Schlabach: Brian Zoubek. If you had told me in November that Zoubek would be the difference between the Blue Devils winning a national championship and not winning a title I would have checked you into rehab. But the 7-foot-1 senior gives Duke a sizable advantage in the paint against the Bulldogs, who don't start a player taller than 6-9. Zoubek averages 5.5 points and 7.7 rebounds and has pulled down 10 rebounds or more in three of five NCAA tournament games.
Who is the X factor for Butler?
Brennan: Gordon Hayward. This also feels weird to write, because, duh, Hayward is a great player who everyone knows about; this isn't exactly trenchant insight on my part. At the same time, Hayward will need to score and rebound and also contain Kyle Singler, who has been on a tear since the beginning of the ACC tournament. If he can do that, Butler's guards can pick up the rest of the slack. It's a tall task, to say the least.
Forde: The X factor for Butler is Avery Jukes, who must play big inside, especially if Matt Howard is at all slowed or sidelined by the blow to the head he took against Michigan State.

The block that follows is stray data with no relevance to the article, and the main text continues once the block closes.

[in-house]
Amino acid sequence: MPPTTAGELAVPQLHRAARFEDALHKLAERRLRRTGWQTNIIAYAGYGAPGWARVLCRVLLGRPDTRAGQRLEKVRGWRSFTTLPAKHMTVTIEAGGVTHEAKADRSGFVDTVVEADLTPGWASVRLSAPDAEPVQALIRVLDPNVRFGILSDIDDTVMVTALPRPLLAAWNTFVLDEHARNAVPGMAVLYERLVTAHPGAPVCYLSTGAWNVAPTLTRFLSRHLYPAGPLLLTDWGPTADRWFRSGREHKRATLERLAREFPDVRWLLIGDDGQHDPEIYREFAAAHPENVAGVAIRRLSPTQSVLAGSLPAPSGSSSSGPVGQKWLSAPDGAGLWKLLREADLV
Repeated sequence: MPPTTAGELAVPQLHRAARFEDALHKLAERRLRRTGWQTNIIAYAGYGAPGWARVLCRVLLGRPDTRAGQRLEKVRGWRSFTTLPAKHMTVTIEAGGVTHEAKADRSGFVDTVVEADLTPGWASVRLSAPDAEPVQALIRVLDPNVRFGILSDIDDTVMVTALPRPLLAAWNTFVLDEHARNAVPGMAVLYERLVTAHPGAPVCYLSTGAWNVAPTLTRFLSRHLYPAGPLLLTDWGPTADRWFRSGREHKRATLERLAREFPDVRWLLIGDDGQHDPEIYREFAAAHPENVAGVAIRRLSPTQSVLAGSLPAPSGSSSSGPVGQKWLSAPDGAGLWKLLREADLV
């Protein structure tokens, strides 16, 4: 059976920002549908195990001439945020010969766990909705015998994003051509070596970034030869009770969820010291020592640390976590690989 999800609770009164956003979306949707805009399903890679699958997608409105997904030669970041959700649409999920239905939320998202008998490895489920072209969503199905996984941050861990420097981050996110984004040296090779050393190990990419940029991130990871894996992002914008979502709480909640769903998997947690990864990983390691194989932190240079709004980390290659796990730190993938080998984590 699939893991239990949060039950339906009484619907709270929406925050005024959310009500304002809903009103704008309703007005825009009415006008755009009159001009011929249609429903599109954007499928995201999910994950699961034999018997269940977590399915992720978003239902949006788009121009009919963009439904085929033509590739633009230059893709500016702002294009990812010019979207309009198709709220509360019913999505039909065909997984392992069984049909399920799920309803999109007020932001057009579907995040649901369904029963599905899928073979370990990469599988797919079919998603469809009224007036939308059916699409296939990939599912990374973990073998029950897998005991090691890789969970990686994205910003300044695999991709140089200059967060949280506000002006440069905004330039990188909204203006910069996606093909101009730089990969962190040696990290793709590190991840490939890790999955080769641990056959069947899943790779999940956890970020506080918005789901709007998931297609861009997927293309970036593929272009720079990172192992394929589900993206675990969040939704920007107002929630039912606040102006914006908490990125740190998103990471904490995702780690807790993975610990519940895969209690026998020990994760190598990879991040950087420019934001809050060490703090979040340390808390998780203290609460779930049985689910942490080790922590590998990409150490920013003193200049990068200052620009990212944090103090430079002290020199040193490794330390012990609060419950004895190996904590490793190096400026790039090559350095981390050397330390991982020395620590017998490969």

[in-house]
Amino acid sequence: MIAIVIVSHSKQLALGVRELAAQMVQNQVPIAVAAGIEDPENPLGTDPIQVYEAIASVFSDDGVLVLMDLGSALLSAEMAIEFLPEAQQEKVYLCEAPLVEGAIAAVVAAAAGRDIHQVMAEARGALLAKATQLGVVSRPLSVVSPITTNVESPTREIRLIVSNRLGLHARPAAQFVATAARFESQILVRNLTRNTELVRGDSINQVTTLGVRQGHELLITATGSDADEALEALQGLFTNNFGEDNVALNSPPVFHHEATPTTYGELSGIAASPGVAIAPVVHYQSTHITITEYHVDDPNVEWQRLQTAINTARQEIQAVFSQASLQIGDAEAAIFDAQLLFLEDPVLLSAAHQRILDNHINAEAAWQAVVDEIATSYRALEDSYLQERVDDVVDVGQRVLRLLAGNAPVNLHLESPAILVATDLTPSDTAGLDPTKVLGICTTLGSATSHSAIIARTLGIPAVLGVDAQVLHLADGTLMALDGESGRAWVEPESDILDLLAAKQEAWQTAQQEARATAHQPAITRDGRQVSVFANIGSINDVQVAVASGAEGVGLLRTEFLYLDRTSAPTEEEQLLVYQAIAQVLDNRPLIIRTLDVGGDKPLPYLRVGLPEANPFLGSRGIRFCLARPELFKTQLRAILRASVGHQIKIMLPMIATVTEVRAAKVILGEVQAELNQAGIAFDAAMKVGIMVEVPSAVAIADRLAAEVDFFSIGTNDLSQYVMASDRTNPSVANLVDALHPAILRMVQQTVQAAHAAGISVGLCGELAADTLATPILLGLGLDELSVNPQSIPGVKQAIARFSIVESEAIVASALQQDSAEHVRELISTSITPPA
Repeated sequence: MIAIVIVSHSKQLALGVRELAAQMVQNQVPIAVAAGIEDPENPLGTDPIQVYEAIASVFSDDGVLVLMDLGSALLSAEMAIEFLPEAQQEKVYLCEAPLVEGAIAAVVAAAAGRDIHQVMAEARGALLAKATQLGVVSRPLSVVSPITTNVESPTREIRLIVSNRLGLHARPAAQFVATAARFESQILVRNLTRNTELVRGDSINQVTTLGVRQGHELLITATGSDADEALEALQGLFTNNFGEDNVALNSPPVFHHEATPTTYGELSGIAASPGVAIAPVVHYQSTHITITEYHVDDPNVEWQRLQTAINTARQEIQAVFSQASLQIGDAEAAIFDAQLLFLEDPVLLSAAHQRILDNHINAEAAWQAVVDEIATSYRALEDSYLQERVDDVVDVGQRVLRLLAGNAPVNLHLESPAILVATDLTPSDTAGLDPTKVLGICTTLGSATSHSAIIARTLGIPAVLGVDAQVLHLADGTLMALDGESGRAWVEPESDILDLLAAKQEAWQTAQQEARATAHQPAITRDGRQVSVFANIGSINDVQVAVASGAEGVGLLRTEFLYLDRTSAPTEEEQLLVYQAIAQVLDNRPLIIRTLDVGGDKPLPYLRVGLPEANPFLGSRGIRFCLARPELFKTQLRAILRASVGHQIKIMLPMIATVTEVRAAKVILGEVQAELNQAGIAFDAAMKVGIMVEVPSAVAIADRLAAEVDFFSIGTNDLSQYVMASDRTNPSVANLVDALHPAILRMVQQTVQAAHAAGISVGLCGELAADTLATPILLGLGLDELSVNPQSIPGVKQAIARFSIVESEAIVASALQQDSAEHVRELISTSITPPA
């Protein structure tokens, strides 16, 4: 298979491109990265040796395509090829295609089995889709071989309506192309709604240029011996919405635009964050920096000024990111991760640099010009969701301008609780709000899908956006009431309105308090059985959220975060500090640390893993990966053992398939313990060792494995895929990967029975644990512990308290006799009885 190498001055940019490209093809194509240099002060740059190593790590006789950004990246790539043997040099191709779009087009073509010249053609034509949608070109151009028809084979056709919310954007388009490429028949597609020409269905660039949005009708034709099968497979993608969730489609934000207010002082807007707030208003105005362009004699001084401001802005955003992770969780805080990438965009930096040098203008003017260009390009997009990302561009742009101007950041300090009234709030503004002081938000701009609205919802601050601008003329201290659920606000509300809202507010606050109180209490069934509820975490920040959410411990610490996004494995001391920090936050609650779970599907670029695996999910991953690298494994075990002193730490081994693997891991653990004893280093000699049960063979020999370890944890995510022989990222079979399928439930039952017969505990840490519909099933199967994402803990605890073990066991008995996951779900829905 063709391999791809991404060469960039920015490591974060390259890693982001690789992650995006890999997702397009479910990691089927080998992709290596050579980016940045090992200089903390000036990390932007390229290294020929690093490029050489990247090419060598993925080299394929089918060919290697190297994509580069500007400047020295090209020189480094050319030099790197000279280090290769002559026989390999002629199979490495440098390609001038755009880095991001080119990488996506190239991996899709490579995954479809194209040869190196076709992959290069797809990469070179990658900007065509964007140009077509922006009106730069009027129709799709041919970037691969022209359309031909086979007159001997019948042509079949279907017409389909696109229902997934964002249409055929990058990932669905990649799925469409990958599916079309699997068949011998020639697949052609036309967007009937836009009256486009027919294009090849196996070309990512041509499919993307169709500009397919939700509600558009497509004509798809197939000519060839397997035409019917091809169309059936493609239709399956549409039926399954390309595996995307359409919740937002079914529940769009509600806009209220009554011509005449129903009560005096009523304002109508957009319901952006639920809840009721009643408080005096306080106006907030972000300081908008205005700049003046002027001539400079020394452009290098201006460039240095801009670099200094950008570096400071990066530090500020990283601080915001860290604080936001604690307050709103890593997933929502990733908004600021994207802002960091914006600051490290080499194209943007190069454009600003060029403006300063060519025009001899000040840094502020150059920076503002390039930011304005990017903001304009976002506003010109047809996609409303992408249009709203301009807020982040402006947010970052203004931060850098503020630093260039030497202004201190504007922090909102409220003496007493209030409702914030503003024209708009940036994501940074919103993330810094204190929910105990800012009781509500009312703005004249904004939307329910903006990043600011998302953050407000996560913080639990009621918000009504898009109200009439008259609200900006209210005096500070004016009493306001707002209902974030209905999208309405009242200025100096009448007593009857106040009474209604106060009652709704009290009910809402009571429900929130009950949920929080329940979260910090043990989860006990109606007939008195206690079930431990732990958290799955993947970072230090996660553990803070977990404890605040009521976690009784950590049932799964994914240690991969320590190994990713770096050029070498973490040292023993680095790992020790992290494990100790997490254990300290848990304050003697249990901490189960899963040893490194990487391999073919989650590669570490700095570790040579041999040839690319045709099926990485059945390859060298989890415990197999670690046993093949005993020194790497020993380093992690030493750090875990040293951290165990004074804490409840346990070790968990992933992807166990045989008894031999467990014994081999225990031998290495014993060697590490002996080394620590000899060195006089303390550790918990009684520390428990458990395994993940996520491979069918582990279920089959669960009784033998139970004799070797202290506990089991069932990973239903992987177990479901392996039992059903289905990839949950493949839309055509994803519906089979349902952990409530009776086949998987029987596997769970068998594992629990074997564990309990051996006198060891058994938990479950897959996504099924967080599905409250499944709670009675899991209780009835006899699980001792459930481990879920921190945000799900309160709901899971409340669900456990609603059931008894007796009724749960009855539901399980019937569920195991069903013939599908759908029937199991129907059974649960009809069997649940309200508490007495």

Katz: Ronald Nored. He was the defensive player of the year in the Horizon League. He'll have to be something special for Butler to pull off the historic win. If Nored is on Scheyer or Smith he'll need to lock them down. West Virginia couldn't play catch-up with Duke because of the 3-point shot. The Blue Devils moved the ball well and the Mountaineers couldn't find the open shooters. Nored has to be the stopgap to prevent that happening.
O'Neil: I'd say the biggest X factor is the biggest question mark, Matt Howard. If the concussed Howard can't go, the matchups become incredibly difficult for the Bulldogs. But if he does play, Howard cannot get into foul trouble against a deep Duke frontcourt. The junior has fouled out of nine games this season and has a foolish tendency to pick up ticky-tack fouls, rendering him useless from the bench. Butler needs his 6-8 frame on the court.Schlabach: Forward Matt Howard. The junior from Connersville, Ind., has been plagued by foul trouble throughout the NCAA tournament, and he played sparingly in the second half against Michigan State after hitting his head in the second half of the national semifinals. Howard doesn't have the bulk to contend with Zoubek, but he's athletic enough to score points in the paint. If Howard can't play, Butler will have to rely on freshman Andrew Smith to be its low-post presence.
Who wins and why?